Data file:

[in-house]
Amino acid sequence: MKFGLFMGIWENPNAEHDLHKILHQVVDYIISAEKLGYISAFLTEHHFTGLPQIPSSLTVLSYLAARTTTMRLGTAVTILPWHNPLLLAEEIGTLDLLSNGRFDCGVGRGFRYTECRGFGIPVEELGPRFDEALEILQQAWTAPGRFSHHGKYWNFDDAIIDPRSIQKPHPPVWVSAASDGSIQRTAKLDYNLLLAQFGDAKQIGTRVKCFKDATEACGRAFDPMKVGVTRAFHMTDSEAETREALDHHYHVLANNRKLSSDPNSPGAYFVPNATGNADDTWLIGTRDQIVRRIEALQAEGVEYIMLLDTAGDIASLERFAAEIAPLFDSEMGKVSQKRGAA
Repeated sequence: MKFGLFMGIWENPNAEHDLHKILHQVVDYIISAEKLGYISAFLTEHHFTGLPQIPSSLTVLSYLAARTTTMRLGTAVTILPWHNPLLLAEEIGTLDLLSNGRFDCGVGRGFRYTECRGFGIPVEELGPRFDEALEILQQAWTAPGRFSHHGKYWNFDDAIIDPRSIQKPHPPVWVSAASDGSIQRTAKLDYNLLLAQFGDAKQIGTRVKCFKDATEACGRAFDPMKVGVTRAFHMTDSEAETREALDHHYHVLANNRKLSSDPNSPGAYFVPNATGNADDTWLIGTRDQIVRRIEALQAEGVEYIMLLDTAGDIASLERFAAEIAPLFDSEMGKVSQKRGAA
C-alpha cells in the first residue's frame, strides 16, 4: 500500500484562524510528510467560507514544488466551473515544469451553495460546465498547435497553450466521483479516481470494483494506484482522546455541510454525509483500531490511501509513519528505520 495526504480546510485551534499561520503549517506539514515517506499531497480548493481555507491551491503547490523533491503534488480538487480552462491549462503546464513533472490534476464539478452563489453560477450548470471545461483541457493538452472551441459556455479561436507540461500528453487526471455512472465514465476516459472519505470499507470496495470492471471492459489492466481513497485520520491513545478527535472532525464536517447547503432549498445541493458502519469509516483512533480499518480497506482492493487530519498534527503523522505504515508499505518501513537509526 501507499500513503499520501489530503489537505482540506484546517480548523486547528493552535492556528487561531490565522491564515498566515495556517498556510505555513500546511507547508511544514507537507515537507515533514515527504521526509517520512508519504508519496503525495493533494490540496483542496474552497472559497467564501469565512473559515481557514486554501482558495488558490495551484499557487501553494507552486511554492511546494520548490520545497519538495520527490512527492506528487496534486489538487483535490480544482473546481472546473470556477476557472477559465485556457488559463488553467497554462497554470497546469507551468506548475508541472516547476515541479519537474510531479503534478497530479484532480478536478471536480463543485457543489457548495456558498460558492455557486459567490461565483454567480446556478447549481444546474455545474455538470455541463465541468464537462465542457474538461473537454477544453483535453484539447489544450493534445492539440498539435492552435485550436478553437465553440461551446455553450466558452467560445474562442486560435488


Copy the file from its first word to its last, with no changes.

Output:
[in-house]
Amino acid sequence: MKFGLFMGIWENPNAEHDLHKILHQVVDYIISAEKLGYISAFLTEHHFTGLPQIPSSLTVLSYLAARTTTMRLGTAVTILPWHNPLLLAEEIGTLDLLSNGRFDCGVGRGFRYTECRGFGIPVEELGPRFDEALEILQQAWTAPGRFSHHGKYWNFDDAIIDPRSIQKPHPPVWVSAASDGSIQRTAKLDYNLLLAQFGDAKQIGTRVKCFKDATEACGRAFDPMKVGVTRAFHMTDSEAETREALDHHYHVLANNRKLSSDPNSPGAYFVPNATGNADDTWLIGTRDQIVRRIEALQAEGVEYIMLLDTAGDIASLERFAAEIAPLFDSEMGKVSQKRGAA
Repeated sequence: MKFGLFMGIWENPNAEHDLHKILHQVVDYIISAEKLGYISAFLTEHHFTGLPQIPSSLTVLSYLAARTTTMRLGTAVTILPWHNPLLLAEEIGTLDLLSNGRFDCGVGRGFRYTECRGFGIPVEELGPRFDEALEILQQAWTAPGRFSHHGKYWNFDDAIIDPRSIQKPHPPVWVSAASDGSIQRTAKLDYNLLLAQFGDAKQIGTRVKCFKDATEACGRAFDPMKVGVTRAFHMTDSEAETREALDHHYHVLANNRKLSSDPNSPGAYFVPNATGNADDTWLIGTRDQIVRRIEALQAEGVEYIMLLDTAGDIASLERFAAEIAPLFDSEMGKVSQKRGAA
C-alpha cells in the first residue's frame, strides 16, 4: 500500500484562524510528510467560507514544488466551473515544469451553495460546465498547435497553450466521483479516481470494483494506484482522546455541510454525509483500531490511501509513519528505520 495526504480546510485551534499561520503549517506539514515517506499531497480548493481555507491551491503547490523533491503534488480538487480552462491549462503546464513533472490534476464539478452563489453560477450548470471545461483541457493538452472551441459556455479561436507540461500528453487526471455512472465514465476516459472519505470499507470496495470492471471492459489492466481513497485520520491513545478527535472532525464536517447547503432549498445541493458502519469509516483512533480499518480497506482492493487530519498534527503523522505504515508499505518501513537509526 501507499500513503499520501489530503489537505482540506484546517480548523486547528493552535492556528487561531490565522491564515498566515495556517498556510505555513500546511507547508511544514507537507515537507515533514515527504521526509517520512508519504508519496503525495493533494490540496483542496474552497472559497467564501469565512473559515481557514486554501482558495488558490495551484499557487501553494507552486511554492511546494520548490520545497519538495520527490512527492506528487496534486489538487483535490480544482473546481472546473470556477476557472477559465485556457488559463488553467497554462497554470497546469507551468506548475508541472516547476515541479519537474510531479503534478497530479484532480478536478471536480463543485457543489457548495456558498460558492455557486459567490461565483454567480446556478447549481444546474455545474455538470455541463465541468464537462465542457474538461473537454477544453483535453484539447489544450493534445492539440498539435492552435485550436478553437465553440461551446455553450466558452467560445474562442486560435488